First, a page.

With Market Indices at or Close to All-Time Highs, Investors Puzzle Over the Course Ahead. Meanwhile, The Slow-Growth Economy Is Perceived as the New “Goldilocks Scenario.”

A colleague recently told me that his 12-year-old son asked, out of the blue, “Hey Dad, do you watch Cramer?”—referring to Jim Cramer of CNBC’s Mad Money show. This anecdote reminded me of the legendary tale about Joe Kennedy exiting the stock market after a shoeshine boy offered up unsolicited stock tips. It was just days before the October 1929 crash. Taxi drivers, servers in restaurants, youngsters hawking newspapers and elevator operators also shared their favorite stock ideas. To the wise, these touts offered a cautionary sign.

Elevator operators—among many other professions—may have largely disappeared from the economic landscape. But many perceive that cautionary signs abound today. You don’t have to look far to find investors who’ve largely withdrawn from the markets, rattled by political surprises in the U.S. and abroad, all but certain that the current economic expansion—now the third-longest since the end of World War II—will soon come to an abrupt end.

While I think some concerns—including high equity valuations and rising debt levels in the U.S.—are valid, letting them dominate the investment process isn’t productive. In past messages, I’ve pointed to Warren Buffett and Howard Marks as strong advocates for continuing to invest, albeit carefully.

Unlike Cramer with his gimmicky sound effects and shouts of “Booyah!” and unlike the shoeshine boy with his up-to-the-minute stock tips, I offer no predictions about the short-term direction or magnitude of the markets’ movements. But I continue to believe that Wasatch’s long-term approach—based on finding companies that have competitive advantages, that are taking market share and that are growing revenues and earnings at attractive rates—will enable us to ride out difficult periods and serve our shareholders well over time.

ECONOMY

While it’s certainly possible that an unforeseen event could precipitate sharp declines in the economy and the markets, it’s hardly a given that the economy and the markets would then suffer sustained damage. As evidence, I suggest you look no further than the past 12 months or so. Despite dire predictions that voters’ approval of Brexit would create chaos, British stocks overall are significantly higher than before the Brexit referendum. Similarly, though investors panicked following the election of Donald Trump, stocks quickly rebounded despite many obstacles.

The usual measures of economic health present a mixed picture in the U.S. At 4.3%, the unemployment rate reported for May was the lowest in 16 years. While the unemployment rate for June edged up to 4.4%, a greater number of jobs than expected were added to the economy. The rate rose as even more workers were added to the labor force, an encouraging sign. The labor market has been tightening, but so far putting little upward pressure on wages. Inflation, at an annual rate of 1.9% through May, was still below the Federal Reserve’s (Fed’s) target of 2.0%. And U.S. gross domestic product (GDP) grew at an anemic annual rate of 1.4% in the first quarter, with forecasts for the second quarter little better.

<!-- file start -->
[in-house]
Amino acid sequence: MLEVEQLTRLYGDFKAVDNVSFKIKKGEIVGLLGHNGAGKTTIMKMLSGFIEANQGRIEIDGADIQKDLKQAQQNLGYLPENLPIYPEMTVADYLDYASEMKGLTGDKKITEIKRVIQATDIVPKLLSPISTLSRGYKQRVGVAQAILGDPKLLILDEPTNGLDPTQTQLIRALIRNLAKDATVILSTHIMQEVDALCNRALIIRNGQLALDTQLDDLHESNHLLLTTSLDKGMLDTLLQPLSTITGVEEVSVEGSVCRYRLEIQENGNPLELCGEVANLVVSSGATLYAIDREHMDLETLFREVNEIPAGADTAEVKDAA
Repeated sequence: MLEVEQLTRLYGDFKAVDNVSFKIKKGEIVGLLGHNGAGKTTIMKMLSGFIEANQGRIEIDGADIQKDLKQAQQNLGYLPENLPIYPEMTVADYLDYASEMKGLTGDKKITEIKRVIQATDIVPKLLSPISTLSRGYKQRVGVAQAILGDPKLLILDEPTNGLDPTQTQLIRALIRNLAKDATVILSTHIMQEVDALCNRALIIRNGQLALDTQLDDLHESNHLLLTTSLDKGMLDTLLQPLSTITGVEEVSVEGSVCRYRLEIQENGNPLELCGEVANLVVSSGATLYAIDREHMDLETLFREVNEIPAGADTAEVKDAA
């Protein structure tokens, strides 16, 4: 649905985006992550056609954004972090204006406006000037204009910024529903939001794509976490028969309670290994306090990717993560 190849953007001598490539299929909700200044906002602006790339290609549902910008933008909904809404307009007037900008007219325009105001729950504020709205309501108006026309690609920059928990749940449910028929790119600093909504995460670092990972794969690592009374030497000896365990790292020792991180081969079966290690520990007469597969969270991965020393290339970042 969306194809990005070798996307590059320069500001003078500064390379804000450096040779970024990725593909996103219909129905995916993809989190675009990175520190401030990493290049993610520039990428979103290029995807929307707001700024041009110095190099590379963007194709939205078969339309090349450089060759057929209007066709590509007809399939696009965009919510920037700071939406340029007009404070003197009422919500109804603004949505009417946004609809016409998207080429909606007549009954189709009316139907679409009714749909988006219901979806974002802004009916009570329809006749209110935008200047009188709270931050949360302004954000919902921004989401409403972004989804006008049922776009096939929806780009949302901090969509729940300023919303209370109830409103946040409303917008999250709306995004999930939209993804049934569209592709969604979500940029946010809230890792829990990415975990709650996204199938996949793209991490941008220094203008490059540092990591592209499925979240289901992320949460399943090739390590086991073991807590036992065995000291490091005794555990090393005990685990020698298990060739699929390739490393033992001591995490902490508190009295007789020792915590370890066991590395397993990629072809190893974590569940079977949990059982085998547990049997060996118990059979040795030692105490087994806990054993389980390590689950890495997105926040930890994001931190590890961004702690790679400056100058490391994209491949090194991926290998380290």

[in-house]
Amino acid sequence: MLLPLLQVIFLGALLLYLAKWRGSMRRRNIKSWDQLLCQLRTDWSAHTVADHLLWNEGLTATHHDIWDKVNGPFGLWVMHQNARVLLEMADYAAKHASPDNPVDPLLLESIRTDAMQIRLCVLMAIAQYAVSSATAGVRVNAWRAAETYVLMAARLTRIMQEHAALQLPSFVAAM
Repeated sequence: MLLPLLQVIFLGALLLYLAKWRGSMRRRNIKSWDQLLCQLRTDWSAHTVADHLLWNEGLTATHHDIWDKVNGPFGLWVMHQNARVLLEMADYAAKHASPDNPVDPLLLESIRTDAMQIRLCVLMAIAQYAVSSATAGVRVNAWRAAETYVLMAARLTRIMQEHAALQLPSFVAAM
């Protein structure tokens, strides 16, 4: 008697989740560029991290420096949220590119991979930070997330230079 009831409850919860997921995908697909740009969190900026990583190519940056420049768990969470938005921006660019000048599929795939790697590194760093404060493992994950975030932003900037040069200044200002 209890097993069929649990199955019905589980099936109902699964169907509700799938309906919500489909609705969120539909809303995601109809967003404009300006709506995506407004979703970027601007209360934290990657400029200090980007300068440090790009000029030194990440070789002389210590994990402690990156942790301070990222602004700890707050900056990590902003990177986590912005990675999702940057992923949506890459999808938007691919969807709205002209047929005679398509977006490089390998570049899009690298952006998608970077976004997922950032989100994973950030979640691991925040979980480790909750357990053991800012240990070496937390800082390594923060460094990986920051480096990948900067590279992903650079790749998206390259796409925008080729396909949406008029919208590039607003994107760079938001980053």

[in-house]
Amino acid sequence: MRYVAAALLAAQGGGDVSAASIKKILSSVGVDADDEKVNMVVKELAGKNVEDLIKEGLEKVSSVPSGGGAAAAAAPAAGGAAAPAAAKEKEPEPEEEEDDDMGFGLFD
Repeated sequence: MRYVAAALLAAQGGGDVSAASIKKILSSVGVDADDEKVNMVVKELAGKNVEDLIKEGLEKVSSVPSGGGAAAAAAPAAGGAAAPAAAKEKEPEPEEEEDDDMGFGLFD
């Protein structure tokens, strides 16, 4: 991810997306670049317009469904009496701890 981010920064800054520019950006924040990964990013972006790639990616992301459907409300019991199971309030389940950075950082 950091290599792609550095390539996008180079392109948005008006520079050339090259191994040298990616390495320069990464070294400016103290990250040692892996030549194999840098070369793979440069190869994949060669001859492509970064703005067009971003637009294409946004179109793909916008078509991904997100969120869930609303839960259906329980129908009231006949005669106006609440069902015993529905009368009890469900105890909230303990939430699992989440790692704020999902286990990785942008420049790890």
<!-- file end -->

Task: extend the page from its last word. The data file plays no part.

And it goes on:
While the Fed raised the federal-funds rate in June by a quarter point, central banks in Europe and Japan have kept benchmark interest rates near zero. And although the Fed has raised short-term rates, longer-term U.S. government bond yields have fallen close to their lowest levels of the year. The yield curve has flattened, creating smaller differentials between short-term and long-term yields.

In the past, I’ve warned that investors in long-term bonds face large principal losses if interest rates rise significantly. And that warning is still relevant today. But with 10-year government bonds in much of Europe and Japan yielding significantly less than 1%—and with 10-year U.S. Treasury bonds already yielding a much higher 2.4%—I can also envision a scenario in which U.S. rates confound the pundits by failing to rise as much as generally expected.

Oil prices, meanwhile, have declined more than 20% this year. Although that’s been a boon for summer travel and consumers, it’s taken a toll on energy and related stocks.

A consensus is emerging that the slow growth characterizing the current economic expansion, rather than presenting a problem, is actually a new “Goldilocks scenario.” In other words, the economy is neither too hot nor too cold—sustaining moderate growth, low inflation and rising asset prices. It’s becoming apparent that slow growth provides ample time for the economy to adjust to changes that might otherwise develop into excesses in a faster-growth environment. Previously seen as a source of frustration, the slow-growth economy is gaining acceptance as the unemployment rate continues to decline and help-wanted signs become more prevalent.